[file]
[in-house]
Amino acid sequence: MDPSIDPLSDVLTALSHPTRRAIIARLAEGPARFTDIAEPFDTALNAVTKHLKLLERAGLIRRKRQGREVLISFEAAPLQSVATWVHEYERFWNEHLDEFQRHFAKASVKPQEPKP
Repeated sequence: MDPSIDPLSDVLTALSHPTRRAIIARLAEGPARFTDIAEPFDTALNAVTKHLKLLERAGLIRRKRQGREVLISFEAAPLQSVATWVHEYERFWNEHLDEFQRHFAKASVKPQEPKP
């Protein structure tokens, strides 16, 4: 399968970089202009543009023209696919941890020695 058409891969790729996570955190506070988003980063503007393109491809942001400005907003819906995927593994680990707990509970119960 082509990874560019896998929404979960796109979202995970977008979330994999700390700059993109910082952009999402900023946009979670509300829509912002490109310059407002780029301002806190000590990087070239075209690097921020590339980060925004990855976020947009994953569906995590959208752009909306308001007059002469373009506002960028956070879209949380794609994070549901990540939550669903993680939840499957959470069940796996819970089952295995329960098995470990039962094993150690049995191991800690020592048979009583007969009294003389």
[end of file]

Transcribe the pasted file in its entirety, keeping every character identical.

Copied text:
[in-house]
Amino acid sequence: MDPSIDPLSDVLTALSHPTRRAIIARLAEGPARFTDIAEPFDTALNAVTKHLKLLERAGLIRRKRQGREVLISFEAAPLQSVATWVHEYERFWNEHLDEFQRHFAKASVKPQEPKP
Repeated sequence: MDPSIDPLSDVLTALSHPTRRAIIARLAEGPARFTDIAEPFDTALNAVTKHLKLLERAGLIRRKRQGREVLISFEAAPLQSVATWVHEYERFWNEHLDEFQRHFAKASVKPQEPKP
């Protein structure tokens, strides 16, 4: 399968970089202009543009023209696919941890020695 058409891969790729996570955190506070988003980063503007393109491809942001400005907003819906995927593994680990707990509970119960 082509990874560019896998929404979960796109979202995970977008979330994999700390700059993109910082952009999402900023946009979670509300829509912002490109310059407002780029301002806190000590990087070239075209690097921020590339980060925004990855976020947009994953569906995590959208752009909306308001007059002469373009506002960028956070879209949380794609994070549901990540939550669903993680939840499957959470069940796996819970089952295995329960098995470990039962094993150690049995191991800690020592048979009583007969009294003389």